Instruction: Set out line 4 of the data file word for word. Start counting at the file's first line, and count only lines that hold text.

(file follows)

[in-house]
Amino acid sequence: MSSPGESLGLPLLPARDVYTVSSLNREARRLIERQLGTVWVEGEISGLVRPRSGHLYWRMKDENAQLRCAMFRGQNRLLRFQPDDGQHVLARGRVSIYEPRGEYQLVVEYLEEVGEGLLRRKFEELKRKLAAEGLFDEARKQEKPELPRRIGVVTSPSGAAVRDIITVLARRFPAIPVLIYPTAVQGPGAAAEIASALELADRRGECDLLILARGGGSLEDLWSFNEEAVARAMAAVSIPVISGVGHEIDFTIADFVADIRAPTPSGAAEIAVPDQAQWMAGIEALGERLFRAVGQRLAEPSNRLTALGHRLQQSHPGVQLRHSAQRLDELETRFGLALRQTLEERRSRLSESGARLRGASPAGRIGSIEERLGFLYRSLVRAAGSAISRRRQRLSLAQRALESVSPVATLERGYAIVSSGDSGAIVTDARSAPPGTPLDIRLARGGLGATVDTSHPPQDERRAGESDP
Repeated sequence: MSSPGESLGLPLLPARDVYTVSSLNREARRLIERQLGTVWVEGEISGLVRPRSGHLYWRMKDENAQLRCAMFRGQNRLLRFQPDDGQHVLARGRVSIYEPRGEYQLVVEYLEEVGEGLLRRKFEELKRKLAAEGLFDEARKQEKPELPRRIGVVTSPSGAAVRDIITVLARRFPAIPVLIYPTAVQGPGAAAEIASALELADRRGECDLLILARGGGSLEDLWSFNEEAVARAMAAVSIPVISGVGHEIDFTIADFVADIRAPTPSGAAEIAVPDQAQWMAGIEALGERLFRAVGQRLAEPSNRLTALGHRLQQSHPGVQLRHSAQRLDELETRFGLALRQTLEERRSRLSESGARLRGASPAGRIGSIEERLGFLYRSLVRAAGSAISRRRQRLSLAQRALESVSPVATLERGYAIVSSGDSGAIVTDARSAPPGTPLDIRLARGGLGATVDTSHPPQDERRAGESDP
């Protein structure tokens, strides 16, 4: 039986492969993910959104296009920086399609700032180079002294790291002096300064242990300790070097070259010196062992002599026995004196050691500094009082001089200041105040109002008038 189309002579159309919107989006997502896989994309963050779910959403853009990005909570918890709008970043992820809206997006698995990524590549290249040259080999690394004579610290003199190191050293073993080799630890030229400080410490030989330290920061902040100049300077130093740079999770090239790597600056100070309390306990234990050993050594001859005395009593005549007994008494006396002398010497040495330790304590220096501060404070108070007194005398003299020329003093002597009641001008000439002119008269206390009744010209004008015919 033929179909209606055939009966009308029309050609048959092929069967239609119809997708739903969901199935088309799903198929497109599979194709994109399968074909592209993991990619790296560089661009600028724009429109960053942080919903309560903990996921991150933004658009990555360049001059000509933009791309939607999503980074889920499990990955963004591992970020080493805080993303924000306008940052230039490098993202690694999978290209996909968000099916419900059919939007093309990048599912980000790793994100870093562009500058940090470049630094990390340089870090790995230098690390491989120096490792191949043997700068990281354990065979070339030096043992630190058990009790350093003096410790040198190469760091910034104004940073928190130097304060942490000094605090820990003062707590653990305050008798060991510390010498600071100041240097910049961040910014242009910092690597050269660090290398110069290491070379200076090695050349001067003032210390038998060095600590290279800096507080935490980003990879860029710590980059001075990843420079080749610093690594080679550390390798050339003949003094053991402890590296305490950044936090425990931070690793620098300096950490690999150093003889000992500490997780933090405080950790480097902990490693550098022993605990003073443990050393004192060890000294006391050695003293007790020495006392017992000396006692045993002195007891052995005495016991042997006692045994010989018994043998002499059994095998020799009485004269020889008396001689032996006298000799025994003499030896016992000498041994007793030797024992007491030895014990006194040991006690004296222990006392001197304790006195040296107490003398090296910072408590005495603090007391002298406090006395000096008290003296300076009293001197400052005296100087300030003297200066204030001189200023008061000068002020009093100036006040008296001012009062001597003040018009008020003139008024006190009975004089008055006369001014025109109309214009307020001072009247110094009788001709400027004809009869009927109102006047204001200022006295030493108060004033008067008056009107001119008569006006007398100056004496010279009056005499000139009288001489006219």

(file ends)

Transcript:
């Protein structure tokens, strides 16, 4: 039986492969993910959104296009920086399609700032180079002294790291002096300064242990300790070097070259010196062992002599026995004196050691500094009082001089200041105040109002008038 189309002579159309919107989006997502896989994309963050779910959403853009990005909570918890709008970043992820809206997006698995990524590549290249040259080999690394004579610290003199190191050293073993080799630890030229400080410490030989330290920061902040100049300077130093740079999770090239790597600056100070309390306990234990050993050594001859005395009593005549007994008494006396002398010497040495330790304590220096501060404070108070007194005398003299020329003093002597009641001008000439002119008269206390009744010209004008015919 033929179909209606055939009966009308029309050609048959092929069967239609119809997708739903969901199935088309799903198929497109599979194709994109399968074909592209993991990619790296560089661009600028724009429109960053942080919903309560903990996921991150933004658009990555360049001059000509933009791309939607999503980074889920499990990955963004591992970020080493805080993303924000306008940052230039490098993202690694999978290209996909968000099916419900059919939007093309990048599912980000790793994100870093562009500058940090470049630094990390340089870090790995230098690390491989120096490792191949043997700068990281354990065979070339030096043992630190058990009790350093003096410790040198190469760091910034104004940073928190130097304060942490000094605090820990003062707590653990305050008798060991510390010498600071100041240097910049961040910014242009910092690597050269660090290398110069290491070379200076090695050349001067003032210390038998060095600590290279800096507080935490980003990879860029710590980059001075990843420079080749610093690594080679550390390798050339003949003094053991402890590296305490950044936090425990931070690793620098300096950490690999150093003889000992500490997780933090405080950790480097902990490693550098022993605990003073443990050393004192060890000294006391050695003293007790020495006392017992000396006692045993002195007891052995005495016991042997006692045994010989018994043998002499059994095998020799009485004269020889008396001689032996006298000799025994003499030896016992000498041994007793030797024992007491030895014990006194040991006690004296222990006392001197304790006195040296107490003398090296910072408590005495603090007391002298406090006395000096008290003296300076009293001197400052005296100087300030003297200066204030001189200023008061000068002020009093100036006040008296001012009062001597003040018009008020003139008024006190009975004089008055006369001014025109109309214009307020001072009247110094009788001709400027004809009869009927109102006047204001200022006295030493108060004033008067008056009107001119008569006006007398100056004496010279009056005499000139009288001489006219």